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Dr. Harby M. S. Mostafa :: Publications:

Title:
RELATIONSHIP BETWEEN AGRICULTURAL LAND SYSTEMS AND WATER USE DURING THE APPLICATION OF PARTICIPATORY IRRIGATION MANAGEMENT
Authors: Naoko OKA, Junji KOIDE, Harby MOSTAFA, Satoshi SAKATA, Mekonnen B. WAKEYO, Naoya FUJIMOTO
Year: 2013
Keywords: Not Available
Journal: Not Available
Volume: Not Available
Issue: Not Available
Pages: Not Available
Publisher: Not Available
Local/International: International
Paper Link: Not Available
Full paper Harby Mohamed Soror Mostafa_WIF2013_Cover_page.pdf
Supplementary materials Not Available
Abstract:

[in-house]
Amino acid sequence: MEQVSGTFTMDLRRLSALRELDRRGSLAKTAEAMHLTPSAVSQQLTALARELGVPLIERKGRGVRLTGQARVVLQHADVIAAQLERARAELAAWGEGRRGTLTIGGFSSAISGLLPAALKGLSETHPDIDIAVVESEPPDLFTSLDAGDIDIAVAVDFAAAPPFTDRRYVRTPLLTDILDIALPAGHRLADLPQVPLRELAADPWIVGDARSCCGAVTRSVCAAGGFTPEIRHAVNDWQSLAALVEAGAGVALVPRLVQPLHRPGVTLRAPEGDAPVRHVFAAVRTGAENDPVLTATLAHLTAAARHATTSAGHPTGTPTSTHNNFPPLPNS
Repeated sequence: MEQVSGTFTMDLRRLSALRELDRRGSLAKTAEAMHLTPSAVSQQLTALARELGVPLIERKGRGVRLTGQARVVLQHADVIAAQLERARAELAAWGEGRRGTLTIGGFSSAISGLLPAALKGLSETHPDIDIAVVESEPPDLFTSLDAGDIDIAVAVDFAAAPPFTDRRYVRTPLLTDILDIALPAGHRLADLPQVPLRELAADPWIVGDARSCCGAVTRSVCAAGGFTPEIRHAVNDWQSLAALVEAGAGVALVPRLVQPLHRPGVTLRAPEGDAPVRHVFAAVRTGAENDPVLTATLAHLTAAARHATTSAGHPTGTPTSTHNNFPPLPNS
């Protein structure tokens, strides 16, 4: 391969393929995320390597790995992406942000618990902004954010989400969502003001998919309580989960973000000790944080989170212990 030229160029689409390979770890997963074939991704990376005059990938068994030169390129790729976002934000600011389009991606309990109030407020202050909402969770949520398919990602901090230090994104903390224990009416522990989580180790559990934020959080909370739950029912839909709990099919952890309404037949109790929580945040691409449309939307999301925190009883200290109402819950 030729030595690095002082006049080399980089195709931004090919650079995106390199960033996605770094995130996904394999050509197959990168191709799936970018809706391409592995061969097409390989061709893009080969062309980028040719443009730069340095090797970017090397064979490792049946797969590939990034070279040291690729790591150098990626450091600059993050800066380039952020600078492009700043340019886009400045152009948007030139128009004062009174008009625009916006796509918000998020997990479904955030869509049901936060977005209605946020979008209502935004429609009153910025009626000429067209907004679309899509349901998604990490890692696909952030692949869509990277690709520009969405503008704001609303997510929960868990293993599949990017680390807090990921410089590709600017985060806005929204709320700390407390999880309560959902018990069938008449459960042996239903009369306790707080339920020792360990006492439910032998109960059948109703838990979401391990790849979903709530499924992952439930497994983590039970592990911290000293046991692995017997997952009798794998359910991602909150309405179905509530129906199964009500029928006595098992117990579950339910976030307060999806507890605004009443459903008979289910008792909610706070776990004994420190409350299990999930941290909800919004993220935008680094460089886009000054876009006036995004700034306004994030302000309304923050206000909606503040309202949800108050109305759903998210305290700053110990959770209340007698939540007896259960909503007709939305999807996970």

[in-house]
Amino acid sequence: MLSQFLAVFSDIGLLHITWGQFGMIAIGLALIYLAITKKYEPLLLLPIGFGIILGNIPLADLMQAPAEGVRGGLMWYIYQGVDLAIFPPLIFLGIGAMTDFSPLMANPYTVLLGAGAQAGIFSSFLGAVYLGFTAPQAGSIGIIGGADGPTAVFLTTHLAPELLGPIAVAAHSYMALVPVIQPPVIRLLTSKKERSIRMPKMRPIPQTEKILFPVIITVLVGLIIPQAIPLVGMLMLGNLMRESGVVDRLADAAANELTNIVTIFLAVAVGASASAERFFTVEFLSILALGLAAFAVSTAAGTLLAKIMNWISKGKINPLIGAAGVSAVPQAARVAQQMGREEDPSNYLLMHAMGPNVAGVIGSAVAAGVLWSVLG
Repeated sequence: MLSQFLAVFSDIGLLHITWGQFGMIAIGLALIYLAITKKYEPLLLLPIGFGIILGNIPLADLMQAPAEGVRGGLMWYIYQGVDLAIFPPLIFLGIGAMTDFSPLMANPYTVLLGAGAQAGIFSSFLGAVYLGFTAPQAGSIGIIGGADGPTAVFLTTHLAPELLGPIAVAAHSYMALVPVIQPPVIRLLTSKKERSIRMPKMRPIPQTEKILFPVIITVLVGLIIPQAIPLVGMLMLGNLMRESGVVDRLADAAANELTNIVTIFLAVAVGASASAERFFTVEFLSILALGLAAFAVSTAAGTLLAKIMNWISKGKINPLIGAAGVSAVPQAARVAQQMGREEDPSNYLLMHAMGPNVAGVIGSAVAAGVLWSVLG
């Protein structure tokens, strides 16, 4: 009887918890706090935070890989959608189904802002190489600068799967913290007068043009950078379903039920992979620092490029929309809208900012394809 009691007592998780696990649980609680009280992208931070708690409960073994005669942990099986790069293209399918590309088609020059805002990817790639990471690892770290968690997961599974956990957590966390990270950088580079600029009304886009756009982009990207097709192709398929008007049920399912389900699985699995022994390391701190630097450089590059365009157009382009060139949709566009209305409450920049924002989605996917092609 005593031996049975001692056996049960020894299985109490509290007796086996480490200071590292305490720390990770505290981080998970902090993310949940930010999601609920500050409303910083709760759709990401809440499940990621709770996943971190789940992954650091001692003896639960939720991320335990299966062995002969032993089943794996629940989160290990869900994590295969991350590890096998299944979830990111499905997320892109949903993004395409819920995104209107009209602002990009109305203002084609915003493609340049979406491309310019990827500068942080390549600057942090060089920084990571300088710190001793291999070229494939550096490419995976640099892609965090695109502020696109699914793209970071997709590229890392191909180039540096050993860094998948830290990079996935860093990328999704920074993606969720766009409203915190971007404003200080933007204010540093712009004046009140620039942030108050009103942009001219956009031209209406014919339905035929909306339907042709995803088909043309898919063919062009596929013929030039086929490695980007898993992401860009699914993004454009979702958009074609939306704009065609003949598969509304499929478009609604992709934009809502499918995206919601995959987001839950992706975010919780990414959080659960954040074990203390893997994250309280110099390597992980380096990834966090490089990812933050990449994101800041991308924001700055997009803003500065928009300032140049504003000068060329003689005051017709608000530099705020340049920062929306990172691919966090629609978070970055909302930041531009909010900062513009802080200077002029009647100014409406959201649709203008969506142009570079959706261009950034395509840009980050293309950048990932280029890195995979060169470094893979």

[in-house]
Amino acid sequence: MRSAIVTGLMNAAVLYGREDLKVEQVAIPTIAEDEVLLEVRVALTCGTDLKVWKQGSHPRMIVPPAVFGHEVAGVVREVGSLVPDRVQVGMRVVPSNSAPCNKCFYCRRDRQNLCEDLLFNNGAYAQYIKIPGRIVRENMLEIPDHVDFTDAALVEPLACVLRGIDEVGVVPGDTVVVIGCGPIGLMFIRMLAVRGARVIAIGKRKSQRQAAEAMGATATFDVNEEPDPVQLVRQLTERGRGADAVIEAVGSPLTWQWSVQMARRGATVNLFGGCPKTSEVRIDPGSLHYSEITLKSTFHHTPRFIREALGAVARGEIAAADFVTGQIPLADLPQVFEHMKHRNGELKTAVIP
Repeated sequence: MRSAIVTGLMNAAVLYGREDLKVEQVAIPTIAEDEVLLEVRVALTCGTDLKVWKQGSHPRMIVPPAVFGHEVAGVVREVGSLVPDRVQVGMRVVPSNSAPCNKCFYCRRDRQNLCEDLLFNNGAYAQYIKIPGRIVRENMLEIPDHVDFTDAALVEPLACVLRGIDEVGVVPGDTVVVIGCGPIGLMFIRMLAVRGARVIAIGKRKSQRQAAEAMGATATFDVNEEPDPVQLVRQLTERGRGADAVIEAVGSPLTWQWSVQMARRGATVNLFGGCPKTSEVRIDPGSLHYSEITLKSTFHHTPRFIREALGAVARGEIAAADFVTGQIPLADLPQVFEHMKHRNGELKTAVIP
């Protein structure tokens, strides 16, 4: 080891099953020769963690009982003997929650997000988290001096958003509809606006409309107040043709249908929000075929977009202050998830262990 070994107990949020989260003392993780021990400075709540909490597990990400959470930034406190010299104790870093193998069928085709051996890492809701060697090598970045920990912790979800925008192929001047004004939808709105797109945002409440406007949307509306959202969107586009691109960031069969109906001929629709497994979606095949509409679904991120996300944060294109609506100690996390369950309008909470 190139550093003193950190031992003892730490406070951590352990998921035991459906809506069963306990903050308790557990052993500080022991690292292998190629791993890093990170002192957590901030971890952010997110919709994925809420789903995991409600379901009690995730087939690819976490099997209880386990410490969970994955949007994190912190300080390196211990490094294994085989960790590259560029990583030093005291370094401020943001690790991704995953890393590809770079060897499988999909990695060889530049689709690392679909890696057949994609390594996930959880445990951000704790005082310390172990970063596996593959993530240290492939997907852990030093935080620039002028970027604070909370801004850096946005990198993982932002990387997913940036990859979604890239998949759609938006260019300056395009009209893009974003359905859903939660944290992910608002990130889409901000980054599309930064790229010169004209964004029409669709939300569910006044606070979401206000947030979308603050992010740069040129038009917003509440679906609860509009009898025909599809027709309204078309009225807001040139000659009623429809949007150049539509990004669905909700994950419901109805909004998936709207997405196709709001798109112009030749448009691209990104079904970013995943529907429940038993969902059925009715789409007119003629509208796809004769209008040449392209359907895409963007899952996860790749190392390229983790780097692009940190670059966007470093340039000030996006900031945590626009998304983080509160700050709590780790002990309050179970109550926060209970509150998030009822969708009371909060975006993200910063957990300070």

The identification of water rights is essential to the application of Participatory Irrigation Management (PIM) policies. Water and agricultural land have traditionally had strong relationships. We must clarify land tenure conditions and their relationships with water rights. This paper presents the results of studies focused on the relationships between agricultural land systems and water use in several African and Asian countries. It describes different situations related to land systems and water use, as well as the relationships between them. In study areas, in addition to historical backgrounds, land tenure may be associated with the extent to which state, customary, and individual involvements affect farmers’ de facto water rights. In general, water rights are clearly established in developed countries because formal administration of land and water resources has been functional and well-established. In developing countries, further institutional arrangements may be required to enable farmers to maintain water rights and increase efficient water use and management. However, no single solution is available. This paper describes how local contexts may vary with respect to land and water tenure. When PIM is introduced into irrigation schemes, it must be carefully integrated into agricultural land systems and the regulation of water rights in target areas. First, a land management system must be developed that secures farmers’ rights to ensure rational/optimal use of irrigation water. This offers important implications for rice irrigation and other crops that requires relatively intense and long-term investments in land development and advanced water management.

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